It’s the key ingredient to a healthy relationship – and the hallmark to a healthy intimate relationship.
I know this.
I’ve personally experienced the deep connection and sense of belonging that comes when I’ve taken down my wall and allowed another person to see who I truly am – flaws and all.
And as great as it may feel on the other side - when the person with whom I’ve been vulnerable responds with kindness and compassion and says they care about me even more because I’ve been real with them – no matter how good this new bond may feel, I never get there intentionally.
It is generally my conscious intent to avoid that very dynamic: the one where I’m exposed to personal judgement or rejection.
Suffice it to say that vulnerability does not come naturally to me. Maybe it did years ago – before I felt the pain of betrayal, before I saw my name written on the middle school bathroom wall in less-than-flattering terms, before I felt the self-loathing that follows shame. But who the hell can remember that far back?
My brain, like yours, hangs onto the painful moments. Those are the images that are branded into my nervous system’s memory network in such vivid detail that I can still hear the song that was playing when I discovered my high school boyfriend was cheating on me (Prince, The Beautiful Ones). I remember how he pretended not to hear the thump on his dorm room door when the other girl repeatedly knocked, and if I close my eyes I can still see how the color drained from his face when she pushed the door open and walked into his room to find us together. I remember how shapes and colors morphed into each other and became distorted as I stumbled down the hall, looking for my friend Julie, who’d taken the ride to his college campus with me.
We remember these experiences in such detail because it’s our nervous system’s way of latching onto a takeaway, a lesson learned, all in a futile attempt to keep us from feeling the same level of pain again. That lesson learned (all men cheat, that’s what happens when you don’t make them commit, [insert your takeaway here]) becomes a piece of armor that we carry into adulthood, and it’s that armor that keeps us from engaging in vulnerability.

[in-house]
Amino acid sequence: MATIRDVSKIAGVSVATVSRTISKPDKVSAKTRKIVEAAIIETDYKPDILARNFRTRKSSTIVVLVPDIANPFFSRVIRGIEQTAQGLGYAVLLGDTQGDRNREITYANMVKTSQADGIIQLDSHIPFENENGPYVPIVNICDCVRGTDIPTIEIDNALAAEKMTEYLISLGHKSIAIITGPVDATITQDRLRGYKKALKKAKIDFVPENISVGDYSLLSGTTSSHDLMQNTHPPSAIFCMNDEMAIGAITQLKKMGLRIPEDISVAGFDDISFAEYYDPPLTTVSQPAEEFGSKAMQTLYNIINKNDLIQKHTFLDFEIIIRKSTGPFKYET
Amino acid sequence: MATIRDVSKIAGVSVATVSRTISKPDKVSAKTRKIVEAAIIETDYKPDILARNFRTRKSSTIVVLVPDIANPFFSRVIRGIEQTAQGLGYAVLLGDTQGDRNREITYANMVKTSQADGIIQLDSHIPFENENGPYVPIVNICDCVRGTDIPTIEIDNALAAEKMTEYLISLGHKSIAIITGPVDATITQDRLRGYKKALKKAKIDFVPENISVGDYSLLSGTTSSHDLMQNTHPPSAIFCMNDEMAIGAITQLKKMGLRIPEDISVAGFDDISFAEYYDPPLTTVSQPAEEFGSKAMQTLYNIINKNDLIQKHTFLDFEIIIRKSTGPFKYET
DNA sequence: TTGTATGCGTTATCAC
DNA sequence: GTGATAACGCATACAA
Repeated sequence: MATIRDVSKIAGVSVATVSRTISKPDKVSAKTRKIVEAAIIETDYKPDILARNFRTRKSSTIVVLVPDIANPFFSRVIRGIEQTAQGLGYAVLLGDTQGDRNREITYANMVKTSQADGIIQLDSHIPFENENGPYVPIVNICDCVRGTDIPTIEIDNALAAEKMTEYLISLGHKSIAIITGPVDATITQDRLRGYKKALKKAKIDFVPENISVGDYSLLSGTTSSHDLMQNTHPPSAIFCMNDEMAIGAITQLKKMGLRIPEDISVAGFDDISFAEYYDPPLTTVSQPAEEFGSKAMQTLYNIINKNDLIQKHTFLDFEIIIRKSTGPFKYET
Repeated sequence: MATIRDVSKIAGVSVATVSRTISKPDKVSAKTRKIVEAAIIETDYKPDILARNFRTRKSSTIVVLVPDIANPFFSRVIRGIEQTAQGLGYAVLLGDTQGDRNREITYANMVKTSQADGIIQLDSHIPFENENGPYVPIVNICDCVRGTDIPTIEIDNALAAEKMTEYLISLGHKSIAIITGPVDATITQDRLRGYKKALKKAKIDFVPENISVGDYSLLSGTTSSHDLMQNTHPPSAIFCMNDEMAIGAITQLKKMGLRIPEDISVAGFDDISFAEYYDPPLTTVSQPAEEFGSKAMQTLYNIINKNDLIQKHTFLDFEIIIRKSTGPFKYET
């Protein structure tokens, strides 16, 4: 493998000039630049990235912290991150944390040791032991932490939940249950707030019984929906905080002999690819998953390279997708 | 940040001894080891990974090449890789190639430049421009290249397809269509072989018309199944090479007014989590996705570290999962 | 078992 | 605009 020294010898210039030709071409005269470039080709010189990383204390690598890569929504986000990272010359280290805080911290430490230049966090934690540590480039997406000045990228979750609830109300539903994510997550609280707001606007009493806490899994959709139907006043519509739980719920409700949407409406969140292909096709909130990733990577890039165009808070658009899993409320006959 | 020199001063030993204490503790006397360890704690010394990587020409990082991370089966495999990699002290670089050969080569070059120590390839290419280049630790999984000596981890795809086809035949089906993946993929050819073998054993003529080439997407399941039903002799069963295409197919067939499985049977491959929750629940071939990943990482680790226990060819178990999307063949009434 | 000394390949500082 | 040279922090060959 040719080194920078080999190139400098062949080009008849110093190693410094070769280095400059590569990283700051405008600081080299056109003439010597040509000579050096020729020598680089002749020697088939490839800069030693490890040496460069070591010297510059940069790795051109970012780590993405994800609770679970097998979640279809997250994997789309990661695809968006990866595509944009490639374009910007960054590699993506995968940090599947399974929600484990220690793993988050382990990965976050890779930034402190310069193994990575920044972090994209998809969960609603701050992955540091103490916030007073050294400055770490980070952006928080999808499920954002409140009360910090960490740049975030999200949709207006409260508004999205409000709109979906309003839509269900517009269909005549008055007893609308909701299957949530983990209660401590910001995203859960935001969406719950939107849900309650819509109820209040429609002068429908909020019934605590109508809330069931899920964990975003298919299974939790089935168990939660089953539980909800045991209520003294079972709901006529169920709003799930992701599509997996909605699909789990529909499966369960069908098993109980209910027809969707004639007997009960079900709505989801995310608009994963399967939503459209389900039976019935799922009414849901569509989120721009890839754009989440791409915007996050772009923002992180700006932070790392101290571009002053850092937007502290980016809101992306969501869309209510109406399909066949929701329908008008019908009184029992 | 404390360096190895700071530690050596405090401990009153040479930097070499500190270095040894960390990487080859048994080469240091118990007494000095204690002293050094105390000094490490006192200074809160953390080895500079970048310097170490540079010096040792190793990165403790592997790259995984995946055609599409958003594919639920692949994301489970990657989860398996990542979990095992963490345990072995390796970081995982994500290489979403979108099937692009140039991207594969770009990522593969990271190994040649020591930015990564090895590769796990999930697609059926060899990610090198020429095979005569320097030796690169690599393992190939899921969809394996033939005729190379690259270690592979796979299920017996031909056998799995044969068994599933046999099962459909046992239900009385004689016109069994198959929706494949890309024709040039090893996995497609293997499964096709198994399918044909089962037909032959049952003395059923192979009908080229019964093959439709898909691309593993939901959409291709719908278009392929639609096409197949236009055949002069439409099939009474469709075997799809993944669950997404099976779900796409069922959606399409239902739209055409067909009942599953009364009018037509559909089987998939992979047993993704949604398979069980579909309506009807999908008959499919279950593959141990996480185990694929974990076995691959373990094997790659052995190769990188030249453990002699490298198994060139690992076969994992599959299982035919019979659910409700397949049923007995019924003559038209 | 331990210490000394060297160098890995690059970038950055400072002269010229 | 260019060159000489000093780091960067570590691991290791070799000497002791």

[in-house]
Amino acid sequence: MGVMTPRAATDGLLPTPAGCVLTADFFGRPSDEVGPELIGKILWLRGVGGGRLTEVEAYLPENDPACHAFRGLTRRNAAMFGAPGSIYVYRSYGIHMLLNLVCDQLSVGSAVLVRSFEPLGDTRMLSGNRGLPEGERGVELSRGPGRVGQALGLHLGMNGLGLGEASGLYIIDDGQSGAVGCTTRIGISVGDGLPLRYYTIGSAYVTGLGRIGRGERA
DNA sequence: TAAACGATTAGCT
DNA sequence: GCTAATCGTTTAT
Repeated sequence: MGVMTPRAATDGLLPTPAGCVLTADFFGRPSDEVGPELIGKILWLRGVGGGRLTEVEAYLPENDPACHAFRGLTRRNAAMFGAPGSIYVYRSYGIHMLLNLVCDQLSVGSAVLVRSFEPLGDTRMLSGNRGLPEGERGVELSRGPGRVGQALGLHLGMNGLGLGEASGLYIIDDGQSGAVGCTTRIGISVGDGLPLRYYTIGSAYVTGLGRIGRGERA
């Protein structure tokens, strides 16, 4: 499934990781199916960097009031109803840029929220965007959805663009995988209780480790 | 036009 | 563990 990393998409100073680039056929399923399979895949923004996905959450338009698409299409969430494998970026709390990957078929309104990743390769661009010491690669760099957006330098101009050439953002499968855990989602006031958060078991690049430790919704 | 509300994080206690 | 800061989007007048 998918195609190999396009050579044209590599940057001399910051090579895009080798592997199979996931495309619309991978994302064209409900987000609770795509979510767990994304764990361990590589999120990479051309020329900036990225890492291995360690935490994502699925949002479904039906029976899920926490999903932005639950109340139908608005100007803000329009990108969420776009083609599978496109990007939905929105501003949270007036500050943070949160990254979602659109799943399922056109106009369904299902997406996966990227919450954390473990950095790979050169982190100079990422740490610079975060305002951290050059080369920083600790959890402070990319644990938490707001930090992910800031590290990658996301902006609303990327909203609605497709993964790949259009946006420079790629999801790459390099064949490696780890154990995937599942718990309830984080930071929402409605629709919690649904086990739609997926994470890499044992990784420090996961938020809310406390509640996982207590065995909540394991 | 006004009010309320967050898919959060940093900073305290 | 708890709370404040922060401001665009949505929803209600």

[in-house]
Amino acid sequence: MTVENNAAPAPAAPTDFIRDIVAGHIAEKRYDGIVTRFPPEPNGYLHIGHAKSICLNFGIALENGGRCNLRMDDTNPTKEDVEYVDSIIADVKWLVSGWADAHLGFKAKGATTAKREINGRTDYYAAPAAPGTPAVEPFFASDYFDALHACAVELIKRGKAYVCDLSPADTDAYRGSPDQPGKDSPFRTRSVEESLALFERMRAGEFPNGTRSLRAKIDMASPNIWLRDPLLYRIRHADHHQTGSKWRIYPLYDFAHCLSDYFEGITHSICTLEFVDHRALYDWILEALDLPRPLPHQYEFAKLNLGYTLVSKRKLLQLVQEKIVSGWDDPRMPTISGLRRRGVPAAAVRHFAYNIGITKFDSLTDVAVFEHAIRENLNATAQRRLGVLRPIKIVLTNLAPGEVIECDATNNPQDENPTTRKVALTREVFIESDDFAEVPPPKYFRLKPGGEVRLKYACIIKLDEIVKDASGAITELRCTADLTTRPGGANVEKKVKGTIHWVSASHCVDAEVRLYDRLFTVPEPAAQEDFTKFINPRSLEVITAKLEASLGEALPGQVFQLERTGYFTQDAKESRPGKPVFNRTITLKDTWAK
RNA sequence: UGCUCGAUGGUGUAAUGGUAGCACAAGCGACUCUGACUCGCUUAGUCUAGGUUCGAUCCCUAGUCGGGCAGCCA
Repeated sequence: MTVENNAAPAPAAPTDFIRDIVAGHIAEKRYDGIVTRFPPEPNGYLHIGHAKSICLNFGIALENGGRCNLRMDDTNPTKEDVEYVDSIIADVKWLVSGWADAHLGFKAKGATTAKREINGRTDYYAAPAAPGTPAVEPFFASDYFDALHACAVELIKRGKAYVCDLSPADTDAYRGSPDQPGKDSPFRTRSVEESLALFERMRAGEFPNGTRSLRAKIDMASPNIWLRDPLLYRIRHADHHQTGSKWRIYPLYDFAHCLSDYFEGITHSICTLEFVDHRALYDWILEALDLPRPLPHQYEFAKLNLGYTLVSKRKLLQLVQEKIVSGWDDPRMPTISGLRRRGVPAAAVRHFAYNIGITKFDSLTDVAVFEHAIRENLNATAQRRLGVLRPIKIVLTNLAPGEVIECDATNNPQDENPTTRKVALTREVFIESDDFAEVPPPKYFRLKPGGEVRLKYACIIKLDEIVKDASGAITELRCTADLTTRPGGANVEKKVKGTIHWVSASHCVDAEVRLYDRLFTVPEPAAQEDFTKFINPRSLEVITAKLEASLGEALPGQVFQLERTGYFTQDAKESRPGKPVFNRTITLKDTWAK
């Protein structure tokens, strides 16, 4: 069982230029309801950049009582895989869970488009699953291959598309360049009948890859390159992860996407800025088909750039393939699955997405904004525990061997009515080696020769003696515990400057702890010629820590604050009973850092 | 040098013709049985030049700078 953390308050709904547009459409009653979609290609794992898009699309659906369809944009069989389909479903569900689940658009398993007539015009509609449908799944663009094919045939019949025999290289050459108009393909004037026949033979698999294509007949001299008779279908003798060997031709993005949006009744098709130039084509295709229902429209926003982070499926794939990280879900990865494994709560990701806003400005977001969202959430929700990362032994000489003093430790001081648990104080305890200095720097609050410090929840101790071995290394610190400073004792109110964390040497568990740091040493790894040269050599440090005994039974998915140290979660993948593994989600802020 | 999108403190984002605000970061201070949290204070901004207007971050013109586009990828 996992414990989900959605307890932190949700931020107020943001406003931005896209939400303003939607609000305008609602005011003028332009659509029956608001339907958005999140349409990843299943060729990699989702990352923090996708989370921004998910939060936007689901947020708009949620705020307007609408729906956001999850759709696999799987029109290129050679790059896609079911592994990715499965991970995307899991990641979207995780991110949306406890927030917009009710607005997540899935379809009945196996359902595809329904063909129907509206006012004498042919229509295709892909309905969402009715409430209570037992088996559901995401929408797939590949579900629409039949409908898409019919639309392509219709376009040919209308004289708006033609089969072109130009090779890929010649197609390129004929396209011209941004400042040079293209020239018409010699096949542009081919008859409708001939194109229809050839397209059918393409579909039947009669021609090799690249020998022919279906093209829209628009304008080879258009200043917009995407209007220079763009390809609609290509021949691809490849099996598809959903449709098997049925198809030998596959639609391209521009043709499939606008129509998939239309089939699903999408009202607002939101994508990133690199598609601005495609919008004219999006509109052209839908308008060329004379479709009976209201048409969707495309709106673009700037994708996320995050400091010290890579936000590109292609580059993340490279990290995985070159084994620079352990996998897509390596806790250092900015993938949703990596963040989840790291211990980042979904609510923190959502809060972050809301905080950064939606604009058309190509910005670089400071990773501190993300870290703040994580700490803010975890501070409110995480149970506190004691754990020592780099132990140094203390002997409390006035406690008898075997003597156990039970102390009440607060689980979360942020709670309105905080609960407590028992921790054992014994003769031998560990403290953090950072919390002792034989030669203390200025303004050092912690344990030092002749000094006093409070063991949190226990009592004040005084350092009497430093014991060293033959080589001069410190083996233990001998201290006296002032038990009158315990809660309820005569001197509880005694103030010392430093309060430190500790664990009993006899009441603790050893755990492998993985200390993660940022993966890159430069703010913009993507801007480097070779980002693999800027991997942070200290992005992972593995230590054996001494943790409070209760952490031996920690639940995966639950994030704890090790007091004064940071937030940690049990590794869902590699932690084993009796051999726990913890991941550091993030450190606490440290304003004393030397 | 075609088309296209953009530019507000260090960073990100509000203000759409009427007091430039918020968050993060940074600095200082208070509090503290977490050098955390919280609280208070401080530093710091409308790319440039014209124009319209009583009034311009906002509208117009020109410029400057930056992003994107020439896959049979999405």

We think the armor is protective, but research has shown us that there’s no such thing (it’s called Joy Foreboding and it’s ineffective in protecting us from pain. We used to call it ‘catastrophizing). What’s worse: The armor is a bitch to peel off once you’re an adult. The longer it stays in place, the firmer it gets, the more resistant it becomes to even the most skilled shrink.
If you’re to have any success with intimacy, that armor needs to become less like a kill switch (binary functions of either On or Off) and more like a dial that you have control over, so that in the right moments, you can dial it down, allowing a partner to feel connected.
Because as it turns out, the very thing that gives us the illusion of protection is seen by healthy partners as a barrier from intimacy.
It’s true: The only way to achieve real human connection is by engaging in vulnerability.
This Valentine’s Day, I invite you to celebrate by beginning to build your vulnerability muscles.
Start by engaging in small acts of vulnerability. If you’re in a relationship, practice on your partner. If you’re single, practice on friends, colleagues, or loved ones. Hell, you can even practice on strangers.
Vulnerability is subjective: What feels vulnerable to you won’t to me and vice versa. But in the interest of time (I realize I’m too late for that), vulnerability involves behaving in any way that would cause you to interact in your world differently than you normally do. Bonus for tolerating greater levels of discomfort as time goes on.